American Girl’s Hawaiian doll is a Caucasian

Hawaiian my assWhen last we checked in with American Girl™®© they were selling a doll which they described as homeless for a mere $95. But that’s so 2009. They are kicking off this year with their 2011 Girl Of The Year®, Kanani Akina™ who “loves welcoming visitors to her Hawaiian home.” No big deal if it weren’t for the fact that Kanani has dark blonde hair, brown eyes and a skin color that suggests a health-minded approach to tanning. In other words, she doesn’t look in the least bit like actual native Hawaiians who usually have black hair, black eyes and a darker skin color. It is especially odd that American Girl™®© decided to call American Surfer Girl Hawaiian at a time when The World’s Most Famous Hawaiian (and Leader of The Free World™®©) is known for his surfeit of melanin.

lilo2In Hawaiian Kanani means"the beautiful one." Apparently the beautiful one in Hawaii is Haole. While her last name, Akina, may sound Hawaiian it is actually Japanese (another group known primarily for black hair and eyes and a distinctly non-Caucasian skin tone). So American Girl™®© just decided to appropriate some ethnic sounding names, put a flower in the doll’s hair and call it Hawaiian. Aznuts, as the Hawaiians say. Hell, even Disney – which has a very long history of messing up on ethnic issues — was able to do this right.

wolf13This doll was brought to my attention by my wife, Jennifer — aka “Mrs. CollateralDamage” aka “Broke Hoedown” aka “One of Those Darn Cats” – who has spent quite a bit of time in Hawaii and so was totally flabbergasted when she came across it that her eyes did that Tex Avery thing. For that, at least, I can say, “Well done, American Girl™®©!”

BTW, Soong-Chan Rah has a wonderful tale of a parent and child dealing with American Girl’s issues around ethnicity. Highly recommended.

Ninjas — not pirates — sent to fight tourism slump

ninjas-kill-peopleNine ninjas have been sent to Honolulu to lure visitors from Japan. No, I am not making this up. The stealthy killers were hired by Hawaii Tourism Japan and come from Iga City, a castle town in Japan which apparently specializes in all things related to the ninja art.

Officials said it was the first time the ninja group has come to Hawai’i to promote a historically accurate depiction of a Japanese art popular in Hawai’i and worldwide. The tourism authorities emphasize that this ninja group is faithful to the ancient traditions. The black-clad specialists show off skills in swordplay, sickle work, juggling, throwing stars and even “piercing objects with flying chopsticks.”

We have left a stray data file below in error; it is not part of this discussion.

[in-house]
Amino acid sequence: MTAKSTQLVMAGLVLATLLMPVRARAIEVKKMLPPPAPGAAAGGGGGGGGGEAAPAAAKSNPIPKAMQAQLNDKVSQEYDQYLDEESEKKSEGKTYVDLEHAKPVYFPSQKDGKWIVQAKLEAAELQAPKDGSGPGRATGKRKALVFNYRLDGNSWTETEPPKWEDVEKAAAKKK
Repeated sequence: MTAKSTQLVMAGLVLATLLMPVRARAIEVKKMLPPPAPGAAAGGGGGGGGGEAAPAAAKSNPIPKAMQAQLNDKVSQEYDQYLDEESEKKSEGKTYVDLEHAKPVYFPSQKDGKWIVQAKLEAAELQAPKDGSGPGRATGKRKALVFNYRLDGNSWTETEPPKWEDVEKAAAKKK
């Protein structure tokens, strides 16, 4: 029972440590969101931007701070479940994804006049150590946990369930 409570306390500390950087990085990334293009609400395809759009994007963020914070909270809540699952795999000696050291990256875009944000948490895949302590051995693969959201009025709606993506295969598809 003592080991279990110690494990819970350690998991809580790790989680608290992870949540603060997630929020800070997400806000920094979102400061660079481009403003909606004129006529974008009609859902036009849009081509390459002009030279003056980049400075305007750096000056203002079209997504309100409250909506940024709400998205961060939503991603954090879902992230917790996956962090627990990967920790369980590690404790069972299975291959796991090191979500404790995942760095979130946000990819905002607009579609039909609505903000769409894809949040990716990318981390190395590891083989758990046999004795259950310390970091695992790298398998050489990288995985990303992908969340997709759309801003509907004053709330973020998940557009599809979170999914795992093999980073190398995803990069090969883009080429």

Who knew that “piercing objects with flying chopsticks” was part of the ninjitsu tradition? Equally obscure is why Japanese would be lured to Hawaii by the chance to see something developed and practiced in their backyard. Would people from Illinois come to Hawaii for the chance to see one of their corrupt (redundant?) politicians take a bribe?

Related — and true — story: Friend of mine got a call from kindergarten her daughter was attending. Seems the teachers were concerned because the little girl kept insisting her father was a ninja. When told this issue of lying was a problem the friend replied with complete accuracy, “Her father teaches ninjitsu — what would  you call him?”

I would call him “sir” unless told otherwise.

Divorce Hawaiian Style: “Ex-soap opera star freed from jail”

Of the many bright spots about visiting Hawaii — yes that’s where I was — not the least is getting to read the local press. The Maui Times, which covers the island I was on, is generally as devoid of conflict-driven news as any other small-town daily that’s based in paradise. The same cannot be said for the Honolulu Advertiser which covers an actual city with all the attendent fun. So you can imagine how my otherwise drowsy, vacation-filled eyes perked up when I came across the following in the Advertiser:

Hollywood actress Brenda Dickson’s 16-day stay in jail here ended yesterday after two lively court hearings in which Dickson mocked a lawyer with Nazi salutes and told the judge her divorce settlement was “a fraud,” but ultimately swore to abide by the terms of her property settlement.

The 58-year-old Ms. Dickson, who was on The Young and The Restless back in the ’70s but apparently still qualifies as a “star,” several times asked to borrow money from the lawyer of her former husband, an attorney named Jan Wienberg. She also saluted the attorney several times with the words, “Heil Hitler. Third Reich.”

Can’t imagine why he didn’t give her a few dollars.

Here’s an actual connection between this story and last night’s Oscar show which I missed entirely: Ms. D also appeared in Taxi Driver, another movie that Martin Scorsese had not won an Oscar for. She played the part of Soap Opera Woman.